September 16 down the years

The keeper who became CEO

Births of Dave Richardson, Asanka Gurusinha and Micky Stewart

Dave Richardson wasn't a bad wicketkeeper but is now best known as head of the ICC © PA Photos

One of South Africa's best Test wicketkeepers was born. In his 42 Tests Dave Richardson collected 152 dismissals. South Africa's reliance on pace bowling meant that only two of them were stumpings. In fact he took 120 catches before stumping Venkatesh Prasad off the bowling of Paul Adams at Newlands in 1996-97. A more than useful batter, Richardson scored nine Test fifties as well as a century, against New Zealand in Cape Town again, in 1994-95. In his next Test, against Pakistan in Johannesburg, he made a king pair, a minor blip in a highly successful career. In January 2002 he became the ICC's first general manager, and a decade later its chief executive.

One of the mainstays of Sri Lanka's Test batting is born. With his bushy black beard and solid play, Asanka Gurusinha was one of the most recognisable figures in world cricket for a decade. The biggest of his seven Test centuries was 143 in Melbourne in 1995-96, and he was just as good at the one-day game. He scored two ODI hundreds and played a big part in Sri Lanka's World Cup win, in which he averaged 51.16 and hit two 80s. According to the Wisden Almanack, his 65 in the final "provided steadily accelerating support" for Aravinda de Silva's match-winning hundred. Gurusinha later fell out with the Sri Lankan board and went to live in Australia, the country he'd helped beat in that 1996 final.

Restored to the captaincy, Javed Miandad proved yet again what a master batter he was, by hitting 211 against Australia in Karachi. After putting on 196 with Shoaib Mohammad (94), he declared at 469 for 9. Australia, dismissed for 165 and 116, lost by an innings and 188. It was the fifth of Javed's six Test double-centuries.

Birth of an England team manager whose son played in the team. Micky Stewart, who was born today, played in eight Tests himself, hitting 86 against Pakistan at Headingley in 1962 and 87 at Old Trafford in an otherwise disappointing series against West Indies in 1963. In his last Test, in Bombay in 1963-64, he caught dysentery at tea and couldn't bat. He's better known as a team manager whose partnership with captain Graham Gooch produced a strict regime that wasn't especially successful. And for being Alec's dad.

A New Zealand double-international is born. Suzie Bates represented her country in basketball at the Beijing Olympics in 2008, but has stuck with cricket after she was appointed New Zealand cricket captain in 2011. She started out in 2006 as a teenaged allrounder, and was a key member of the side that reached the 2009 World Cup final. She was the player of the tournament in the next edition, in 2013, and the following year was voted the ICC Women's ODI Cricketer of the Year. The most prolific run-maker in women's T20I cricket, Bates also holds the top two spots on the list of biggest innings by New Zealand women in T20Is.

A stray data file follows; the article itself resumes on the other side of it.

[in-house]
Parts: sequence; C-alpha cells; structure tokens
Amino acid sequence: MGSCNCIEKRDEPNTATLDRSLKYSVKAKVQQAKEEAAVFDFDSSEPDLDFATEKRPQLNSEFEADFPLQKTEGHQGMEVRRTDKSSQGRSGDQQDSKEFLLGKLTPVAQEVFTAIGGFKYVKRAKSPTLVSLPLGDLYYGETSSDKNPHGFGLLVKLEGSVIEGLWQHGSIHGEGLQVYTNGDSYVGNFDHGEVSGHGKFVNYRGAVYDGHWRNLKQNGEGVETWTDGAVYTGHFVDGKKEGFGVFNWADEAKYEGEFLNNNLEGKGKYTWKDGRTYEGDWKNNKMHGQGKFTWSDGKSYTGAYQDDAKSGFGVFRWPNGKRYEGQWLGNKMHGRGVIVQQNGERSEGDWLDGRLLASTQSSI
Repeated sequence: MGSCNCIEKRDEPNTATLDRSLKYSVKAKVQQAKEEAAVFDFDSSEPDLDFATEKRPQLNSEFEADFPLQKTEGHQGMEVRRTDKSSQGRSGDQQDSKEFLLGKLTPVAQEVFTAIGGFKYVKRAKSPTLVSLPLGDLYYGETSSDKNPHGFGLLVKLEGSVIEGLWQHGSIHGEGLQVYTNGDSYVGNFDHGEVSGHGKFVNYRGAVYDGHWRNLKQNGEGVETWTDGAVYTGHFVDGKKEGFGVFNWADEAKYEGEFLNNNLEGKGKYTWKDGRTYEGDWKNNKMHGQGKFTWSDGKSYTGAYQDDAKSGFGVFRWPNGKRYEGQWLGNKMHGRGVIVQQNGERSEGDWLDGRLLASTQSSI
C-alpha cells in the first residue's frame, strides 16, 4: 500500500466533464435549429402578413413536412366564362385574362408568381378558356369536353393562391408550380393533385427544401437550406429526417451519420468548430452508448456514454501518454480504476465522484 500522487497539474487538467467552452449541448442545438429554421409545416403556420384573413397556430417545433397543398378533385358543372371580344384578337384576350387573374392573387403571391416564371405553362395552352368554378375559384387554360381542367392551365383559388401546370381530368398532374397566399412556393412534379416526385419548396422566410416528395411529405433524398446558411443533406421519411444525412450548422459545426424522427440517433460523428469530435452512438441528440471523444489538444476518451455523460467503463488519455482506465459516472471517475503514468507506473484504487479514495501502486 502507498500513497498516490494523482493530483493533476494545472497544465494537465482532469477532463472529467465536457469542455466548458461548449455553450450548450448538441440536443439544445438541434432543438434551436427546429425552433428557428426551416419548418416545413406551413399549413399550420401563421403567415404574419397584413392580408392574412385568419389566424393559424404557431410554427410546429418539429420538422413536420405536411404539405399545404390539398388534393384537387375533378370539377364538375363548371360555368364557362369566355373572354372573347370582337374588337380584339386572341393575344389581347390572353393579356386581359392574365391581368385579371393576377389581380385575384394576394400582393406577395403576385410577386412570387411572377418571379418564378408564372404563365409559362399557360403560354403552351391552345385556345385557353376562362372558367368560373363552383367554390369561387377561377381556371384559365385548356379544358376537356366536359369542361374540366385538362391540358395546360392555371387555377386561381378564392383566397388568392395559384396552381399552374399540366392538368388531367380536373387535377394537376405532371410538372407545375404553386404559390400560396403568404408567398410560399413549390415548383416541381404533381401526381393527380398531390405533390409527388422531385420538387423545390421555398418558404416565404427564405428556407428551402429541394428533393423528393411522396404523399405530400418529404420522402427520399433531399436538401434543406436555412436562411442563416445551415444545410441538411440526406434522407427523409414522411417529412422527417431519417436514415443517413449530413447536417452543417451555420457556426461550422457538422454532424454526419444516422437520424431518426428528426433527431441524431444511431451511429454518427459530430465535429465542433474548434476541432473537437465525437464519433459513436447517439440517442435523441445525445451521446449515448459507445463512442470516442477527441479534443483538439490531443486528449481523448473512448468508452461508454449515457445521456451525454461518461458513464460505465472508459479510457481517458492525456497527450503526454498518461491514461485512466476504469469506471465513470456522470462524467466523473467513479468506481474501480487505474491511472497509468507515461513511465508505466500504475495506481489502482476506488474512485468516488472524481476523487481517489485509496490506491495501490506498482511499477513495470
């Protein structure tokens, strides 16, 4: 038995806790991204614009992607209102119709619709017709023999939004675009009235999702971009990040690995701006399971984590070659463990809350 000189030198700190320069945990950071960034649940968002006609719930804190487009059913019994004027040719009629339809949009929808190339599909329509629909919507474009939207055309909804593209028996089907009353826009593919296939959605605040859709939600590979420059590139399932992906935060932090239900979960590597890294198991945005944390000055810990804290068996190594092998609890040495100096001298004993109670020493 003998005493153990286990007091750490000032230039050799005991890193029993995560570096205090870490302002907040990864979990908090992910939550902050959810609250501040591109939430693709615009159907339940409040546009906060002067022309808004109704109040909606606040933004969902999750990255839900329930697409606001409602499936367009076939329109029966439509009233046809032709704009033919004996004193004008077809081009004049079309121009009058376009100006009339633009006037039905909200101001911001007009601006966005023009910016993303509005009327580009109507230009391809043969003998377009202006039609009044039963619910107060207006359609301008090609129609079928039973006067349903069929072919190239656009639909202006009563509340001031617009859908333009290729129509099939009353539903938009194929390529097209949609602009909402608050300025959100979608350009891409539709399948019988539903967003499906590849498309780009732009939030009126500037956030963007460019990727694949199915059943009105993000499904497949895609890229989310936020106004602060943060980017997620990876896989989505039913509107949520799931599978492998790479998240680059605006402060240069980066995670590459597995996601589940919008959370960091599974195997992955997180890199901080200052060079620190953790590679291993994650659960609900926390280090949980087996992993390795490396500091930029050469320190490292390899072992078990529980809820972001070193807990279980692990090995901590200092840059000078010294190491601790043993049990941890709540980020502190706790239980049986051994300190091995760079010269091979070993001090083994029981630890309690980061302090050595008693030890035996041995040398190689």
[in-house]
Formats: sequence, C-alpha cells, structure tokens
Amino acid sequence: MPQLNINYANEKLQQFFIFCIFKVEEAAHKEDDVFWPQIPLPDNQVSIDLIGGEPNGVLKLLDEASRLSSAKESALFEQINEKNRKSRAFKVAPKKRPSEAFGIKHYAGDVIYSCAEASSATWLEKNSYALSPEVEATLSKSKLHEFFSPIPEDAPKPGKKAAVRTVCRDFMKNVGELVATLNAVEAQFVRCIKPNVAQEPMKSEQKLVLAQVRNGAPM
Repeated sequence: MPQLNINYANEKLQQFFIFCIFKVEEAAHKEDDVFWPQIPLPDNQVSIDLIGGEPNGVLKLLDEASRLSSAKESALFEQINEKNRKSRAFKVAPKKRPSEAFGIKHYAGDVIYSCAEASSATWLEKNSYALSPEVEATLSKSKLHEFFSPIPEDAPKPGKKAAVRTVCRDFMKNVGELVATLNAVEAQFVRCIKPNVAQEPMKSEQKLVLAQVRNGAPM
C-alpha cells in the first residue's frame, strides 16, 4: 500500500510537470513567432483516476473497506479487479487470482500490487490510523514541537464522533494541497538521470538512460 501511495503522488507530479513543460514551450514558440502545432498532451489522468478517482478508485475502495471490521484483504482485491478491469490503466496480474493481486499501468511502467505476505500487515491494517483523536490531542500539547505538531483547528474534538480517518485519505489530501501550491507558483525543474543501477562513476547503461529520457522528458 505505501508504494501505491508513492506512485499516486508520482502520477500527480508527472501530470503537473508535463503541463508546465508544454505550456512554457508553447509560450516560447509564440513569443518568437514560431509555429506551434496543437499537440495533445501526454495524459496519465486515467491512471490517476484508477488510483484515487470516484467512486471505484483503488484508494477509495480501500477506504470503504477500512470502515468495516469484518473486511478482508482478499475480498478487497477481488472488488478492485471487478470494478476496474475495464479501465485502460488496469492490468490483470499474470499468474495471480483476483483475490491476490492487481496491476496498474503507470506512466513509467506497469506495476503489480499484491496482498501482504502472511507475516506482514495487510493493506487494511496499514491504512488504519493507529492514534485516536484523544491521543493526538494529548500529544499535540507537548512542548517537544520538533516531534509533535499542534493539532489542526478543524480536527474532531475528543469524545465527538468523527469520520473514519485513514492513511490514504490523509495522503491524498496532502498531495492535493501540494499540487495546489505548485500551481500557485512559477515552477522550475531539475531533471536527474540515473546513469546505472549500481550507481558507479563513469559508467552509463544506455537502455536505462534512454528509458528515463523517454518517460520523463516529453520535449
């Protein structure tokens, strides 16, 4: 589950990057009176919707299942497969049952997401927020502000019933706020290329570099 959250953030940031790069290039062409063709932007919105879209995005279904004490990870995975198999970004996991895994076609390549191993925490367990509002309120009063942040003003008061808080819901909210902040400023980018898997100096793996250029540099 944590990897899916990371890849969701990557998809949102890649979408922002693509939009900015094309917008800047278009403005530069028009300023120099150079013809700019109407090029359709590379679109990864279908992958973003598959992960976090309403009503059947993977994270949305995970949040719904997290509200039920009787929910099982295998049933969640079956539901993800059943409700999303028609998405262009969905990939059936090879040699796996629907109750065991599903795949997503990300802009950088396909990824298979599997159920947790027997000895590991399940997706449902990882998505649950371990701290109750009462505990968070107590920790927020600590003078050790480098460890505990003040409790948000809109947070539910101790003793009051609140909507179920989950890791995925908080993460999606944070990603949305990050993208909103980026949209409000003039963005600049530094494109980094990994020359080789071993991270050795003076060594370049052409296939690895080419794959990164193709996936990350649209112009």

An unbeaten 68 by Colin Munro brought Trinbago Knight Riders their third CPL title when they beat Guyana Amazon Warriors in the final, in Tarouba. The match was a bit of a New Zealand special: Luke Ronchi made a brisk 44 for Warriors before Brendon McCullum opened TKR's innings with a quick 39, setting the stage for Munro to finish things off. Warriors finished bridesmaids for the fourth time in the tournament's six-year history.

Birth of that modern rarity, a Scottish World Cup hero. Although Scotland lost all five matches in the 1999 tournament, one player stood out. Allrounder Gavin Hamilton, who was born today, made their only two fifties - 76 v Pakistan and 63 not out v Bangladesh - and a defiant 24 out of 68 all out v West Indies. He scored 217 runs in the tournament, more than any England batter could manage. After all that, Test cricket was a bit of rude awakening. In his only match for England, in Johannesburg in 1999-2000, Hamilton made a pair and took 0 for 63 in 15 overs. County cricket applied some balm to the wound: in 2001 he helped Yorkshire win the Championship for the first time since 1968.

The first ODI in Canada was played between India and Pakistan. But despite the sizeable South Asian expat population in Toronto, only 750 turned up for the rain-interrupted game, according to the Wisden Almanack. Sachin Tendulkar delighted those who did with a run-a-ball 89 to help beat Pakistan by eight wickets. Azhar Mahmood made his one-day debut for Pakistan in the match.

The birth of one of that small band who played both cricket and football for England, and Dick Young was even more exceptional in that he wore glasses when playing both sports. His two Tests came at either end of the series against Australia in 1907-08, and he played intermittently as an amateur for Sussex for almost 20 years.

Nottinghamshire won the County Championship after 23 years. On the final day of their match against Lancashire, needing to secure six bonus points to pull level with Somerset at the top of the table - and squeeze ahead by virtue of winning seven games to Somerset's six in the season - Notts edged their way to the 400 runs required to secure a vital fifth batting point: the tenth-wicket pair of Darren Pattinson and Ryan Sidebottom put together 10 runs in 5.1 overs fraught with tension. Adam Voges' century earlier in the day had put Notts in a position to go after the required target. The first three days had been badly affected by rain, and only 94.2 overs were bowled in the match.

Other birthdays
1863 John Trumble (Australia)
1877 Robert Graham (South Africa)
1954 Roger Woolley (Australia)
1956 Cornelius Henry (Canada)
1967 Barrington Browne (West Indies)